The most famous line in The 18th Brumaire is Marx’s observation that “history repeats itself, first as tragedy, second as farce”. It has often been used in reflections on how Zuma is taking us down the well-worn road that leads into postcolonial decline. If Ghana, the first country in Africa to win independence, was the tragedy, we, the last country on the continent to attain political freedom, are the farce. But there is considerably more insight in this essay than this observation, often read and repeated out of context.
In his 1869 introduction to the essay, Marx wrote “The class struggle in France created circumstances and relationships that made it possible for a grotesque mediocrity to play a hero’s part.”
It’s a rare student who doesn’t read this observation as casting more than a little light on Zuma’s rise to the Presidency. Zuma entered the national drama, stage left, announced as “a man of the people”. That was taken to mean that he was the progressive alternative to the supposed elitism of Thabo Mbeki.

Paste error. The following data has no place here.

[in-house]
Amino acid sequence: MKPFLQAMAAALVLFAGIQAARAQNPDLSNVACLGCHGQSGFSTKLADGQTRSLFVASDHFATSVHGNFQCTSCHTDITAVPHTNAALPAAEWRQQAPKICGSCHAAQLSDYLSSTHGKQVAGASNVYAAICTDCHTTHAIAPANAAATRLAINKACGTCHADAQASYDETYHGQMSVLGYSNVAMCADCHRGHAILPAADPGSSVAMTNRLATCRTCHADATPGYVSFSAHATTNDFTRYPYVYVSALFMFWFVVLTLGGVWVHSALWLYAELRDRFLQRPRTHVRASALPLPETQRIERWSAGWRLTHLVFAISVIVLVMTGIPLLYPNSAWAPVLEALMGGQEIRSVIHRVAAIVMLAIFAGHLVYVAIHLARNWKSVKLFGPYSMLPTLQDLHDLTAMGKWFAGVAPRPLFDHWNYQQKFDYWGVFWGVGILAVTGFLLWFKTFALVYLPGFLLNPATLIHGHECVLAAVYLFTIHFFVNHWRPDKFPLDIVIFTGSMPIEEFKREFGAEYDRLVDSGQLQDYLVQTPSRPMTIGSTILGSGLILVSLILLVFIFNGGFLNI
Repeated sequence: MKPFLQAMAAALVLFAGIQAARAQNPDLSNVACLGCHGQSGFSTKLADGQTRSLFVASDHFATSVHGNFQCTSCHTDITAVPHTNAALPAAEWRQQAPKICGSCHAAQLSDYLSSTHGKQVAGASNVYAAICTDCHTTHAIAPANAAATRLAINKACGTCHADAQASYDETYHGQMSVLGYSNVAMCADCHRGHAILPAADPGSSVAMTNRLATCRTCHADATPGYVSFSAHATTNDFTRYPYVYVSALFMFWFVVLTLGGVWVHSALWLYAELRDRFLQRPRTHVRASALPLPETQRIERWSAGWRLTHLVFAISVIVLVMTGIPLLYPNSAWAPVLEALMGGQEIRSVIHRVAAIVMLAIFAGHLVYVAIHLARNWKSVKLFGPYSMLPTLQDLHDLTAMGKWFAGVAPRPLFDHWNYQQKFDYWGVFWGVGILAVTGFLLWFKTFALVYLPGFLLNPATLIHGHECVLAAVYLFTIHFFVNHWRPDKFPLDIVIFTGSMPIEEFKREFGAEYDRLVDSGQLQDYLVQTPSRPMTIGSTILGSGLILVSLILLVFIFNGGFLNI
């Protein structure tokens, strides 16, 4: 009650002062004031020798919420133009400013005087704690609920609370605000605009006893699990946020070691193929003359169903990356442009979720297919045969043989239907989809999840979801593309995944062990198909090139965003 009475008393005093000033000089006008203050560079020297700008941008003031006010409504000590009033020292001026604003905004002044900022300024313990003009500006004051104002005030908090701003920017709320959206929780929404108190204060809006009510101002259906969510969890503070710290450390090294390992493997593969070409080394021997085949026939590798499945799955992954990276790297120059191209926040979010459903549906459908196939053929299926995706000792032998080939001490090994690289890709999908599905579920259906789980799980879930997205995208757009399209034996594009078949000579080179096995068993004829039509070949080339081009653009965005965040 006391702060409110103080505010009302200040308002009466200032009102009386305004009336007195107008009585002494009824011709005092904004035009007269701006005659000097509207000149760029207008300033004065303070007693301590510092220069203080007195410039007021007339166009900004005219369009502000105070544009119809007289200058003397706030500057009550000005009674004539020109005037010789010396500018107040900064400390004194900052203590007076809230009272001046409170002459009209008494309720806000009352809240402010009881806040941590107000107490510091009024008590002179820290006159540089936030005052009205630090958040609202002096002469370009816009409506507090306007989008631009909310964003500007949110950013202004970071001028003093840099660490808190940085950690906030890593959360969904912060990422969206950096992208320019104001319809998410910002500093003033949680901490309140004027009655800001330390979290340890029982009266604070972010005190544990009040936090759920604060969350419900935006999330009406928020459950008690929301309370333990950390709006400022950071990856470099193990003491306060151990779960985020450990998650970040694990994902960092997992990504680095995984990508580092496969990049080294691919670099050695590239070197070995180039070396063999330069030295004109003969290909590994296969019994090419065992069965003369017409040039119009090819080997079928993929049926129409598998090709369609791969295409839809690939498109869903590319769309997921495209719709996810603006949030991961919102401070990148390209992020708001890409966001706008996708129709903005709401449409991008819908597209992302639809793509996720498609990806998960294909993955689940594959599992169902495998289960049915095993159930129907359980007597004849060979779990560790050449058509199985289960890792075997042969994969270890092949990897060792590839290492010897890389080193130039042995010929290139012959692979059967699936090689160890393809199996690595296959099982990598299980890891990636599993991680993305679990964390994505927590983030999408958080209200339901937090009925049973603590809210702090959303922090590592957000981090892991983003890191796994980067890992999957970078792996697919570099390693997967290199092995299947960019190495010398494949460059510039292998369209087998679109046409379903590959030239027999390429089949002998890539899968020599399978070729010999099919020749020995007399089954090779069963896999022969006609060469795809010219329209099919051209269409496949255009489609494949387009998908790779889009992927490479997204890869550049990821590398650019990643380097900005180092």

It worked wonders. Many hoped that the dancing man of the people would bring radical change and improve the lives of workers and the poor.
Cosatu, the ANC Youth League, the SACP and a fair number of journalists and academics all drank the Kool-Aid. Zuma, “a grotesque mediocrity”, rose to power in the name of the people and the class struggle. A few years later workers were being massacred and the interests of elites, black and white, were consistently and often brazenly prioritised over those of workers and the poor. From Lonmin to Aurora Mines it has been clear that, like Bonaparte over 150 years ago, Zuma’s words have proved to be just words, words with no relation to his intentions or actions.
“Bonapartism” is sometimes used to refer to any charismatic leader who centralises authority in the name of the people and anti-elitism while using the popular classes to drive an agenda that advances the agenda of a new ruling class.